Management of cover areas may increase numbers of breeding Corncrakes Crex crex


Corbett, Priscilla E. and Hudson, Malcolm D. (2010) Management of cover areas may increase numbers of breeding Corncrakes Crex crex. Bird Study, 57, (4), 553-559. (doi:10.1080/00063657.2010.489601).

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Description/Abstract

Density of Corncrakes is greater in areas of positively managed non‐crop cover vegetation which occur alongside fields managed to enhance breeding success.

Item Type: Article
Additional Information: Three farms on the Isle of Islay, Scotland were surveyed in 2008 for singing male Corncrakes (Crex crex), vegetation characteristics in silage fields and cover areas (dense non-crop vegetation). The three farms were under different management regimes: Loch Gruinart RSPB Reserve had 38 ha (2.2%) of land managed as cover, Ardnave is also under long term management for Corncrakes and had around 0.2 ha (0.2%) managed as cover, and Craigens is under limited management for Corncrakes with no areas specifically managed for cover, but had non-crop areas of wild vegetation. Where cover which was positively managed by winter grazing was present, there were higher numbers and densities of birds, which increased with the proportion of cover available across the farm. Cover, when available, supports more birds than silage fields, even if managed with “Corncrake- friendly” methods. Where limited cover which was left unmanaged was the only resource of this kind available, birds were only found in silage fields. The plant assemblages, the vegetation height and the plant density and the species present in cover areas were more suitable for Corncrakes where these areas had been managed by winter grazing, which maintained a more open vegetation structure. Three farms on the Isle of Islay, Scotland were surveyed in 2008 for singing male Corncrakes (Crex crex) as well as vegetation characteristics in silage fields and cover areas (non-crop areas of dense vegetation). The three farms were under different management regimes: one (Loch Gruinart RSPB Reserve) has 38 ha (2.2%) of land in total managed as cover, one (Ardnave) is also under long term management for Corncrakes and has around 0.2 ha (0.2%) managed as cover and the third (Craigens) is under limited management for Corncrakes and has no areas specifically managed as cover, but does have non-crop areas of wild vegetation. Where cover areas - positively managed by winter grazing - were present, there were higher numbers and densities of birds, which increased with the proportion of cover available. Cover, when available, supports more birds than silage fields, even if managed with “Corncrake- friendly” methods. Where unmanaged, limited cover was the only resource of this kind available, birds were only found in silage fields. The plant assemblages, the vegetation height and density and the species present in cover areas were more suitable for Corncrakes where these areas had been managed by winter grazing which maintained a more open vegetation structure.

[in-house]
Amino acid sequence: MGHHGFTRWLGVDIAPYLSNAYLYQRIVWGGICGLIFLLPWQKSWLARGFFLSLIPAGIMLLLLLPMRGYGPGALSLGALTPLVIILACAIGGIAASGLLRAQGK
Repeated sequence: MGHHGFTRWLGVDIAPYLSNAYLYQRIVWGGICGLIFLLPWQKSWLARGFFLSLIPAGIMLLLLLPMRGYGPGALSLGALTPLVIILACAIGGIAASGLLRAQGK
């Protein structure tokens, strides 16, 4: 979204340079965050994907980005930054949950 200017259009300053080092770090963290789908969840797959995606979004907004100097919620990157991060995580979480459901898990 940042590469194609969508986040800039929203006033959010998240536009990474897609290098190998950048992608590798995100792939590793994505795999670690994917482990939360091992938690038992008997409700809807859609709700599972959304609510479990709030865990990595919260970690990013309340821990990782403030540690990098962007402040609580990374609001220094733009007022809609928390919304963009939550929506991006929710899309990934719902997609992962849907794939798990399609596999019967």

ISSNs: 0006-3657 (print)
1944-6705 (electronic)
Subjects: T Technology > TA Engineering (General). Civil engineering (General)
Q Science > QH Natural history
Divisions: University Structure - Pre August 2011 > School of Civil Engineering and the Environment
ePrint ID: 73859
Date Deposited: 11 Mar 2010
Last Modified: 27 Mar 2014 18:52
URI: http://eprints.soton.ac.uk/id/eprint/73859

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